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“Nothing hinders achievement and success like feeling inferior and acting without confidence” With Jason Hartman & Maddie Parker

Nothing hinders achievement and success like feeling inferior and acting without confidence. My biggest weakness, and the thing that holds me back the most in my job, and even just in my life, is my own confidence. I believe this to be very common among women and that it is largely a result of influences […]

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Nothing hinders achievement and success like feeling inferior and acting without confidence. My biggest weakness, and the thing that holds me back the most in my job, and even just in my life, is my own confidence. I believe this to be very common among women and that it is largely a result of influences and experiences we have growing up as girls in our society. Unfortunately, most feelings of inferiority and lack of confidence come from a lifetime of other people telling us that we can’t or that we aren’t good enough.


As a part of my series about strong female finance leaders, I had the pleasure of interviewing Maddie Parker.

Maddie is a Certified Financial Planner™ at Parker Financial Group in Overland Park, Kansas. She obtained her Bachelor of Science in Education of Mathematics and Master of Science in Education of Mathematics from The University of Kansas. Maddie started her career as a high school math teacher before transitioning to her current CFP® role within Parker Financial Group, working alongside her parents. Maddie and her father, Rodger Parker, are partners in their firm and her mother, Jennifer Parker, serves as the CFO. Their firm is truly a family owned, operated and managed business through and through. Maddie is dedicated to helping younger generations gain financial literacy that is not being taught in all educational institutions.


Thank you so much for doing this with us! Can you tell us the “backstory” about what brought you to the Banking/Finance field?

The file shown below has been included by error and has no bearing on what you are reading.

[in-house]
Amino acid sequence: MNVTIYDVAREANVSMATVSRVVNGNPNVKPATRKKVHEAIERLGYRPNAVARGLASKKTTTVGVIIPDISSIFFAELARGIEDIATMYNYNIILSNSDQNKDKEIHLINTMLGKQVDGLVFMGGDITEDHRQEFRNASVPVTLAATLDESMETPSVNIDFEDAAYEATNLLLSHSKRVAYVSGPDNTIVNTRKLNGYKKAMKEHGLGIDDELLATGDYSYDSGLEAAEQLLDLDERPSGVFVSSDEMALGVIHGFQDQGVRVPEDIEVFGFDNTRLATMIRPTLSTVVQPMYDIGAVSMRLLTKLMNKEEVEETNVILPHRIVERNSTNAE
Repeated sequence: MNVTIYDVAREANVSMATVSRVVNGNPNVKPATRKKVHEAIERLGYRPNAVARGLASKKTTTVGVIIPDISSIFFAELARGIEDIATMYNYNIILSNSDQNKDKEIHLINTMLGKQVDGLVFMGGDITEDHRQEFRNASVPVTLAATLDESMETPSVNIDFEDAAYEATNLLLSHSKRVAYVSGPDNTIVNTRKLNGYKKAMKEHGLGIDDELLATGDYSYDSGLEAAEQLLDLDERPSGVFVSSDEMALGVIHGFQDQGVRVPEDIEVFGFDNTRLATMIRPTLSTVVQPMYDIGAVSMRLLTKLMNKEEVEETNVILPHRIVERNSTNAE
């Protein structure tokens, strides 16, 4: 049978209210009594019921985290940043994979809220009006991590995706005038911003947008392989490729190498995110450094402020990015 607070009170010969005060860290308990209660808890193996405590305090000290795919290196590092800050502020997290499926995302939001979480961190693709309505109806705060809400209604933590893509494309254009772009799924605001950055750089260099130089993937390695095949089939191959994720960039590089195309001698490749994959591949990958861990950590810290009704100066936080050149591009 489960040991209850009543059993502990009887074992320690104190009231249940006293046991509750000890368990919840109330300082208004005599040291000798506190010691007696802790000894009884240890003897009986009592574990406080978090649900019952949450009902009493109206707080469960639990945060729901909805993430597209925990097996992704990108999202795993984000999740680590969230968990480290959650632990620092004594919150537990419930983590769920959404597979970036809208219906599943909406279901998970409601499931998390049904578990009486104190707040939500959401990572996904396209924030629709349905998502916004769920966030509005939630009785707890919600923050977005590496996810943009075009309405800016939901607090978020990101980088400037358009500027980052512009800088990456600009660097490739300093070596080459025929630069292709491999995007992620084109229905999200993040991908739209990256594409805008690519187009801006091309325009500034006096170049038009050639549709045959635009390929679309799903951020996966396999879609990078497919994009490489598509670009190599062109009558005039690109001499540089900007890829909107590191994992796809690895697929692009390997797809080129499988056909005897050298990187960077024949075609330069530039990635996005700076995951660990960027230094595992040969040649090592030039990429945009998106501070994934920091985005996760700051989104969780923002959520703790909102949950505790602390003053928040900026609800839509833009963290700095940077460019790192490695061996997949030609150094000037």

After teaching high school math for 4 years, I began to crave new experiences and knowledge, and was presented with an opportunity to join my Dad in the family business. My father was also a teacher in his youth and found a different path. So, maybe staying true to following in his footsteps, I joined his financial planning firm. After a few years of working in the family business, I again, had an urgency to learn more, so I studied for the Certified Financial Planner certification. Not an easy undertaking while co-partnering a small firm whose livelihood balances on monthly production. I did pass on my first try, a feat in and of itself!

Are you working on any exciting new projects now? How do you think that will help people?

One project that I’m very excited about is the development of an educational presentation for the Millennial (and younger) generation covering the basics of finance. One of the first things I realized when I started working in the finance industry, was how little my exposure and education had truly been up to that point regarding all things financial. Throughout all my courses in high school and college, not once had I ever been required to take one about finance. So, while I was well versed in numbers and doing calculations needed to compose a financial plan, I was sorely lacking in knowledge of other foundational concepts also required. For example, I had no idea what the S&P 500 was or what the difference was between a mutual fund and an ETF.

Of course, since my new career depended on it, I learned these things and much more. However, it was no easy feat, and not just because the content was vast and often difficult to master. In fact, what I found to be most challenging was finding educational resources that really started at the very bottom of basics. There was always so much assumed pre-requisite knowledge that I found myself constantly having to look up concepts and terms that were being used to define or describe other concepts and terms that I was trying to learn about to begin with. My financial literacy, or lack thereof, became abundantly clear very quickly. Obviously, this was somewhat discouraging for the educational quest I had embarked upon, but what was worse was that it made me feel really dumb.